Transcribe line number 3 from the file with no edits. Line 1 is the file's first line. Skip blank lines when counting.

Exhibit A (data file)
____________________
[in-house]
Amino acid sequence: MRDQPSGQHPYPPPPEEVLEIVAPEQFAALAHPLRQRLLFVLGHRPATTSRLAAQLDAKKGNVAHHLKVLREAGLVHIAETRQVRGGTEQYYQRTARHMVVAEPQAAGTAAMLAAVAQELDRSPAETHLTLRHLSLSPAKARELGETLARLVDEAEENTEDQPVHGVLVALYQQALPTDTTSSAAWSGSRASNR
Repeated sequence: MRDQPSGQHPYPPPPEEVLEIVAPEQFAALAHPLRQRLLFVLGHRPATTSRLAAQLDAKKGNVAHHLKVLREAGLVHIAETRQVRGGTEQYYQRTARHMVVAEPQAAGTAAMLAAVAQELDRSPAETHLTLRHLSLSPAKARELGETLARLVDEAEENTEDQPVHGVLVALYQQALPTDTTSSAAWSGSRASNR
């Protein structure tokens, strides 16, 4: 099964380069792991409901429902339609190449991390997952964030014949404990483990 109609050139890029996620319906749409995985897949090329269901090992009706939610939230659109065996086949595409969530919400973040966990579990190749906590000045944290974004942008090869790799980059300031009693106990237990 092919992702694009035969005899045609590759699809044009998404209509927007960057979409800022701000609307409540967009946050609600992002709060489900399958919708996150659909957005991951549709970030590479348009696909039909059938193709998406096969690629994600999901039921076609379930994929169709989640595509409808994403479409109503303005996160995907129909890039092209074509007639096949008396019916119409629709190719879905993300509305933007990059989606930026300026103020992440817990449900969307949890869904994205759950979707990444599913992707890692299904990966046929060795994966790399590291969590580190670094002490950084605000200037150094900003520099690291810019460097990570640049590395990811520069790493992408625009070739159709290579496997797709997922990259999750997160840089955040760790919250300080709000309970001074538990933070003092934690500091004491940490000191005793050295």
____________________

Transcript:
Repeated sequence: MRDQPSGQHPYPPPPEEVLEIVAPEQFAALAHPLRQRLLFVLGHRPATTSRLAAQLDAKKGNVAHHLKVLREAGLVHIAETRQVRGGTEQYYQRTARHMVVAEPQAAGTAAMLAAVAQELDRSPAETHLTLRHLSLSPAKARELGETLARLVDEAEENTEDQPVHGVLVALYQQALPTDTTSSAAWSGSRASNR